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Westborough, MA 01581 | change

Sunday, February 26, 2017

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Calendar for: Chabad of Westborough 54 South Street, Westborough, MA 01581   |   Contact Info
Rosh Chodesh Adar
Halachic Times (Zmanim)
Times for Westborough, MA 01581
4:58 AM
Dawn (Alot Hashachar):
5:36 AM
Earliest Tallit and Tefillin (Misheyakir):
6:26 AM
Sunrise (Hanetz Hachamah):
9:10 AM
Latest Shema:
10:07 AM
Latest Shacharit:
11:59 AM
Midday (Chatzot Hayom):
12:28 PM
Earliest Mincha (Mincha Gedolah):
3:17 PM
Mincha Ketanah (“Small Mincha”):
4:27 PM
Plag Hamincha (“Half of Mincha”):
5:33 PM
Sunset (Shkiah):
6:02 PM
Nightfall (Tzeit Hakochavim):
11:58 PM
Midnight (Chatzot HaLailah):
56:15 min.
Shaah Zmanit (proportional hour):
Jewish History

The 30th of Shevat is celebrated by the descendents of Rabbi Yomtov Lipman Heller (1579-1654) as a day of thanksgiving, for his liberation and restoration after his imprisonment in Vienna in 1629.

Rabbi Yomtov Lipman was one of the important rabbinical figures of the early 17th century. Known as the "Tosfos Yomtov" after his commentary on the Mishnah by that name, he also authored important commentaries on the Rosh and other rabbinical works. A disciple of the famed Maharal of Prague, Rabbi Yomtov Lipman was appointed, at the tender age of 18, to serve as a dayan (rabbinical judge) in in that city. He subsequently filled a number of prestigious rabbinical positions, including rabbi of Nikolsburg and of Vienna. In 1627 he was recalled to Prague to serve as the city's chief rabbi.

That position earned him powerful enemies when he refused to follow the dictates of Prague's rich and influential citizens and strove to relieve the burden imposed on the poor by the suffocating "crown taxes" imposed on the Jews. His enemies informed on him to the government, falsely accusing him of treason. In 1629, Rabbi Yomtov Lipman was arrested, tried and sentenced to death. The Jewish communities of Bohemia succeeded in having the sentence commuted and reduced to a heavy fine, and raised the funds for the payment of the first installment that secured his release. However, his enemies obtained an imperial decision that he could not officiate as rabbi in any town of the empire, leaving him homeless and destitute. It took many years for him to pay off the balance of the fine and be restored to his former position. It was only in the winter of 1644, when he settled in Krakow after being appointed chief rabbi of the city, that he felt that that he could celebrate his release and restoration.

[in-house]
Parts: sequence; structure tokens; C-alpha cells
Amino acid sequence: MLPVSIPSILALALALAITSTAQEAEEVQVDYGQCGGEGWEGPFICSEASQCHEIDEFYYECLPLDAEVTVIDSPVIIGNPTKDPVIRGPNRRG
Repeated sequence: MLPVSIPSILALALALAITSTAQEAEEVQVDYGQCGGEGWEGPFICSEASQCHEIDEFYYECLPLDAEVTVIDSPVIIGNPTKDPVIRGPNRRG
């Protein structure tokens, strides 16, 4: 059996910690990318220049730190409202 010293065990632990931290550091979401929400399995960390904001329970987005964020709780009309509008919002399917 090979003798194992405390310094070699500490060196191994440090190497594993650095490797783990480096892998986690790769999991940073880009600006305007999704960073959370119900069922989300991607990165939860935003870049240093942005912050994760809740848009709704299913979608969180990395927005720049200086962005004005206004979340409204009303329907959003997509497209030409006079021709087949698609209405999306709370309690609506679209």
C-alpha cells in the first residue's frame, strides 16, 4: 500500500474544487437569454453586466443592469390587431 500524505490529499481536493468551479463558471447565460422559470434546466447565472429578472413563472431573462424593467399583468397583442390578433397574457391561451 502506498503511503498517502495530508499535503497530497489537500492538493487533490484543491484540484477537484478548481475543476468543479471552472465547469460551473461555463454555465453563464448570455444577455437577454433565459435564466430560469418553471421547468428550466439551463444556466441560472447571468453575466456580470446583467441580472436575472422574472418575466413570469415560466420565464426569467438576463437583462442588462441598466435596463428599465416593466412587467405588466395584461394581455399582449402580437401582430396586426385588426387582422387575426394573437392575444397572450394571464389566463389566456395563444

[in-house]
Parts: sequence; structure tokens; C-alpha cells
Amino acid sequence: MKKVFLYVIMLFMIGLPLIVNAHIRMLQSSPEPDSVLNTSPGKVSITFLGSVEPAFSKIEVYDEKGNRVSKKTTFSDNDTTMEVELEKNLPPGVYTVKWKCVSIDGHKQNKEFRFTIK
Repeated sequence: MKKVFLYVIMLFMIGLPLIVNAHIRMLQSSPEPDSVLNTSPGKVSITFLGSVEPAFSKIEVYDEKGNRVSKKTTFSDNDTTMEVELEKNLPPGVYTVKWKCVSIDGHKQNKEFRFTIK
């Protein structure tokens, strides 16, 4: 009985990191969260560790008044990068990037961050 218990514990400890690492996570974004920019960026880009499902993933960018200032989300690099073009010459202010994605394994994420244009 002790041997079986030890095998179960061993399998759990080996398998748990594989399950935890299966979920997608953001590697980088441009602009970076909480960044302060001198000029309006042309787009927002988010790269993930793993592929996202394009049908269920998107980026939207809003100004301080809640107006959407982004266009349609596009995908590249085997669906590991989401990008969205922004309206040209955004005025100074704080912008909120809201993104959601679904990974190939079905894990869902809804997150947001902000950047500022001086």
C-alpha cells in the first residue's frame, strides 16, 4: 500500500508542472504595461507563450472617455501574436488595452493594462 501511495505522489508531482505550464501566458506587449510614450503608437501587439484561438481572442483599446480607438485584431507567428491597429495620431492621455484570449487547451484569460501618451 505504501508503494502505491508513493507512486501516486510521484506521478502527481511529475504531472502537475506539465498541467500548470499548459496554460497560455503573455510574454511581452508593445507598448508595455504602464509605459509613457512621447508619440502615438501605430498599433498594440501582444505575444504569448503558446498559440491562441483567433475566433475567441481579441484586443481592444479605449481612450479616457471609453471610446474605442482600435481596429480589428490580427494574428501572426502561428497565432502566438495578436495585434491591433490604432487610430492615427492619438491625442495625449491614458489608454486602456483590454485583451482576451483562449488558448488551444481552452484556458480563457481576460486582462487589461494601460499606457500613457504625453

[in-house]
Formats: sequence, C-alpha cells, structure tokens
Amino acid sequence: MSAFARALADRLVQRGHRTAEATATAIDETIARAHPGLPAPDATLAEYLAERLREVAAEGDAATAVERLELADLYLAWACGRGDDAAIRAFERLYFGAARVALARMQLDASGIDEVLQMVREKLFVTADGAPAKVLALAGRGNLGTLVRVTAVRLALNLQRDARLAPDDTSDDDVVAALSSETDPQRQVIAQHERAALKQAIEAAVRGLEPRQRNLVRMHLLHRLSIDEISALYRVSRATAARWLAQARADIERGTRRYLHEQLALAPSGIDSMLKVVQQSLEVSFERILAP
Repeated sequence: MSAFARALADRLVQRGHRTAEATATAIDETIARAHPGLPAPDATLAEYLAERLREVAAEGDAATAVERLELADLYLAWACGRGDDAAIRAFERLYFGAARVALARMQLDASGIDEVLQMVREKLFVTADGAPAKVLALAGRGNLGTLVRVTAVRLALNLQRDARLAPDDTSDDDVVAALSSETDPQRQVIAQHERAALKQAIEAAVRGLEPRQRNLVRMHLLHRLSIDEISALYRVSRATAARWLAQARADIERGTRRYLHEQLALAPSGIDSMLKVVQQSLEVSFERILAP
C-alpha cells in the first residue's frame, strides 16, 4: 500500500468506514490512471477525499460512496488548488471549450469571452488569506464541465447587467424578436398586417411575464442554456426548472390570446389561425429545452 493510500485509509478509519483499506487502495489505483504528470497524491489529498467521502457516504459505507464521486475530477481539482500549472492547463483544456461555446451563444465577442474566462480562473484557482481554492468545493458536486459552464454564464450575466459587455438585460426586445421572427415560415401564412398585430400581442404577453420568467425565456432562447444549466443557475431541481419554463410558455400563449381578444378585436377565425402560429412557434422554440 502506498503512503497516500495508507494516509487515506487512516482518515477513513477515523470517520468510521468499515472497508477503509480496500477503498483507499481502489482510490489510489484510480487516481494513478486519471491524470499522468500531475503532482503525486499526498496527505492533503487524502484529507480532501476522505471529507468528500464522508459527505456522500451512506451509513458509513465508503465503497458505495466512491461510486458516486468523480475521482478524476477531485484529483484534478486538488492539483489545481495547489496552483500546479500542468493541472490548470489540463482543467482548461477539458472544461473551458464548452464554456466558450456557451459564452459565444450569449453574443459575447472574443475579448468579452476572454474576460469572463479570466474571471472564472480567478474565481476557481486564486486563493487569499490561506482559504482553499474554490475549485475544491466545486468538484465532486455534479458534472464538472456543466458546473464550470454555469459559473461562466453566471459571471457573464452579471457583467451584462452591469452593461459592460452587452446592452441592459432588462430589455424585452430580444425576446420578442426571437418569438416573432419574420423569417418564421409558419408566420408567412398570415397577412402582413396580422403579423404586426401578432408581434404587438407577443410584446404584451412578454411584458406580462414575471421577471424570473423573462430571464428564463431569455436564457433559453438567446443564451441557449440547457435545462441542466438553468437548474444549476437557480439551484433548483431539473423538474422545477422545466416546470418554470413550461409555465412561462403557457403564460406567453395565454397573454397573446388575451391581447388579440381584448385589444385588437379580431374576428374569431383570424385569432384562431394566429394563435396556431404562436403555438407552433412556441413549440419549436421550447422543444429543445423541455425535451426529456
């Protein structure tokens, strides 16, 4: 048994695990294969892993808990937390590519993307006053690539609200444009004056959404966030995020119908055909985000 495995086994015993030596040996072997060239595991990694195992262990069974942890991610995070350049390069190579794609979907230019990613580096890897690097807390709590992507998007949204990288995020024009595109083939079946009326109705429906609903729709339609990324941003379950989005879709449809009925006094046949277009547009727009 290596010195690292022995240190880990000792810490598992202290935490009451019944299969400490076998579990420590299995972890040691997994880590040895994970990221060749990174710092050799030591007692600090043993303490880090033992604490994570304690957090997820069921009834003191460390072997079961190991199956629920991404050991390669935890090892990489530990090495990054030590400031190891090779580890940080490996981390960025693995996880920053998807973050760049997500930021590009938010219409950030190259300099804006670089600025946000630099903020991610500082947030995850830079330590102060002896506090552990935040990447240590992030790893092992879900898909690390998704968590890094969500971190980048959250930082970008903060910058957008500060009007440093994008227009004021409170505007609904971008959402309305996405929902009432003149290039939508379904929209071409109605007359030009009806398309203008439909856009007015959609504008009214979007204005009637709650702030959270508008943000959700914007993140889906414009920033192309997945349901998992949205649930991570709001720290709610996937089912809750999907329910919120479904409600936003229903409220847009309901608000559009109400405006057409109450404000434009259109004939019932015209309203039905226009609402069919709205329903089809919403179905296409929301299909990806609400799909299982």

Shevat 30th (the 1st day of Rosh Chodesh Adar)--the day that Rabbi Yomtov Lipman assumed the rabbinate of Krakow--was celebrated by him and his family as a day of thanksgiving to G-d. Rabbi Yomtov Lipman asked that future generations continue to mark the date, and the custom is upheld by his descendants to this day.

Links:
The Tosfot Yomtov

Laws and Customs

Today is the first of the two Rosh Chodesh ("Head of the Month") days for the month of Adar (when a month has 30 days, both the last day of the month and the first day of the following month serve as the following month's Rosh Chodesh).

Special portions are added to the daily prayers: Hallel (Psalms 113-118) is recited -- in its "partial" form -- following the Shacharit morning prayer, and the Yaaleh V'yavo prayer is added to the Amidah and to Grace After Meals; the additional Musaf prayer is said (when Rosh Chodesh is Shabbat, special additions are made to the Shabbat Musaf). Tachnun (confession of sins) and similar prayers are omitted.

Many have the custom to mark Rosh Chodesh with a festive meal and reduced work activity. The latter custom is prevalent amongst women, who have a special affinity with Rosh Chodesh -- the month being the feminine aspect of the Jewish Calendar.

Links: The 29th Day; The Lunar Files

Daily Thought

“I was in the midst of the exile, on the river of Kevar.” (Ezekiel 1:1)

(Kevar is the Hebrew word for “already.”)


At the onset of the exile, Ezekiel sat on the bank of a river called “I heard that already.”

It is a river so cold, it can make icicles from fiery sparks of wisdom.

It is a river so putrid, the most wondrous secrets become there old and rotten.

It is a river of exile. Because it is a lie.

Wisdom never says, “I heard that already.”

If you had truly heard, if you had absorbed this wisdom deep within your soul until it meant everything to you, you would hear the newness of it each time you heard it again.

Torat Menachem 5751, vol. 1, page 330.